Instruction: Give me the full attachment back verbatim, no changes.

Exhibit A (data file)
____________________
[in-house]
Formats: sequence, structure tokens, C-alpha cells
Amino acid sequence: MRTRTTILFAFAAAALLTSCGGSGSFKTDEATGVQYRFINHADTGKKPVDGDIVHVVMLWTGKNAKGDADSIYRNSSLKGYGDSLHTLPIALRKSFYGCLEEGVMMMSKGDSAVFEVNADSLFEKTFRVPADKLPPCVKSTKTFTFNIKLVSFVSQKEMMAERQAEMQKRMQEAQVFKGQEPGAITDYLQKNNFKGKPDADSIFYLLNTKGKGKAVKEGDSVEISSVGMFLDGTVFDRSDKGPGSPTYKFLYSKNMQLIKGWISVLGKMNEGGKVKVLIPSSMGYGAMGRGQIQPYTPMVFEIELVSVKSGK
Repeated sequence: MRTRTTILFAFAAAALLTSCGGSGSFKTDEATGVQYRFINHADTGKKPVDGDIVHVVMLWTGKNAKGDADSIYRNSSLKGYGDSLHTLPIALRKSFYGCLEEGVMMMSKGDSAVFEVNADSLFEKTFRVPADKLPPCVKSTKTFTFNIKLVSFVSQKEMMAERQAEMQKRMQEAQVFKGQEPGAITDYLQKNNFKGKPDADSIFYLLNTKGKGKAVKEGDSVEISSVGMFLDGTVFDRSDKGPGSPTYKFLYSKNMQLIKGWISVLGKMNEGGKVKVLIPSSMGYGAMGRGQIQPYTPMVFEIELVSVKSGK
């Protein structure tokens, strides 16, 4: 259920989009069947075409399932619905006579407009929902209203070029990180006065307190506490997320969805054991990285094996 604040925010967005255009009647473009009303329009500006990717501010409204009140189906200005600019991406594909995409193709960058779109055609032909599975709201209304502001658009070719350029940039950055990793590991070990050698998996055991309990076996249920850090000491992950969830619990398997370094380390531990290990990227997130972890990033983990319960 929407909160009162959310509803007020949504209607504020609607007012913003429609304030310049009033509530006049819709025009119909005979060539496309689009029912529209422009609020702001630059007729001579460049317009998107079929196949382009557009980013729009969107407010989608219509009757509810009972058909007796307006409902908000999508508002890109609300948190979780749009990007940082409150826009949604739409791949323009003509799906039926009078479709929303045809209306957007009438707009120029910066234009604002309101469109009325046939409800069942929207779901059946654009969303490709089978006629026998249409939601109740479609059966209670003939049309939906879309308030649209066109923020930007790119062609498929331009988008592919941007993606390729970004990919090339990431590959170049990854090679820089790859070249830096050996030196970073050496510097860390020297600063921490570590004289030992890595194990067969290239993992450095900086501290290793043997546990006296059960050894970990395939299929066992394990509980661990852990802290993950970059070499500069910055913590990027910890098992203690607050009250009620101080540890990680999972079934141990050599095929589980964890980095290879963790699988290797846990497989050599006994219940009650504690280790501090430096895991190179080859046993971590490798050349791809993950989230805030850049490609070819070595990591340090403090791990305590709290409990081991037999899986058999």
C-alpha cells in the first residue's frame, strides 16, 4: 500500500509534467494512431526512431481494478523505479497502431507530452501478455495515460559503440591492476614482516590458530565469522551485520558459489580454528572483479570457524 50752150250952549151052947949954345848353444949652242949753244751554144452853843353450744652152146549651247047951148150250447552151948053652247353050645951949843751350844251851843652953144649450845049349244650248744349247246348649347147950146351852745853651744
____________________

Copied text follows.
[in-house]
Formats: sequence, structure tokens, C-alpha cells
Amino acid sequence: MRTRTTILFAFAAAALLTSCGGSGSFKTDEATGVQYRFINHADTGKKPVDGDIVHVVMLWTGKNAKGDADSIYRNSSLKGYGDSLHTLPIALRKSFYGCLEEGVMMMSKGDSAVFEVNADSLFEKTFRVPADKLPPCVKSTKTFTFNIKLVSFVSQKEMMAERQAEMQKRMQEAQVFKGQEPGAITDYLQKNNFKGKPDADSIFYLLNTKGKGKAVKEGDSVEISSVGMFLDGTVFDRSDKGPGSPTYKFLYSKNMQLIKGWISVLGKMNEGGKVKVLIPSSMGYGAMGRGQIQPYTPMVFEIELVSVKSGK
Repeated sequence: MRTRTTILFAFAAAALLTSCGGSGSFKTDEATGVQYRFINHADTGKKPVDGDIVHVVMLWTGKNAKGDADSIYRNSSLKGYGDSLHTLPIALRKSFYGCLEEGVMMMSKGDSAVFEVNADSLFEKTFRVPADKLPPCVKSTKTFTFNIKLVSFVSQKEMMAERQAEMQKRMQEAQVFKGQEPGAITDYLQKNNFKGKPDADSIFYLLNTKGKGKAVKEGDSVEISSVGMFLDGTVFDRSDKGPGSPTYKFLYSKNMQLIKGWISVLGKMNEGGKVKVLIPSSMGYGAMGRGQIQPYTPMVFEIELVSVKSGK
């Protein structure tokens, strides 16, 4: 259920989009069947075409399932619905006579407009929902209203070029990180006065307190506490997320969805054991990285094996 604040925010967005255009009647473009009303329009500006990717501010409204009140189906200005600019991406594909995409193709960058779109055609032909599975709201209304502001658009070719350029940039950055990793590991070990050698998996055991309990076996249920850090000491992950969830619990398997370094380390531990290990990227997130972890990033983990319960 929407909160009162959310509803007020949504209607504020609607007012913003429609304030310049009033509530006049819709025009119909005979060539496309689009029912529209422009609020702001630059007729001579460049317009998107079929196949382009557009980013729009969107407010989608219509009757509810009972058909007796307006409902908000999508508002890109609300948190979780749009990007940082409150826009949604739409791949323009003509799906039926009078479709929303045809209306957007009438707009120029910066234009604002309101469109009325046939409800069942929207779901059946654009969303490709089978006629026998249409939601109740479609059966209670003939049309939906879309308030649209066109923020930007790119062609498929331009988008592919941007993606390729970004990919090339990431590959170049990854090679820089790859070249830096050996030196970073050496510097860390020297600063921490570590004289030992890595194990067969290239993992450095900086501290290793043997546990006296059960050894970990395939299929066992394990509980661990852990802290993950970059070499500069910055913590990027910890098992203690607050009250009620101080540890990680999972079934141990050599095929589980964890980095290879963790699988290797846990497989050599006994219940009650504690280790501090430096895991190179080859046993971590490798050349791809993950989230805030850049490609070819070595990591340090403090791990305590709290409990081991037999899986058999």
C-alpha cells in the first residue's frame, strides 16, 4: 500500500509534467494512431526512431481494478523505479497502431507530452501478455495515460559503440591492476614482516590458530565469522551485520558459489580454528572483479570457524 50752150250952549151052947949954345848353444949652242949753244751554144452853843353450744652152146549651247047951148150250447552151948053652247353050645951949843751350844251851843652953144649450845049349244650248744349247246348649347147950146351852745853651744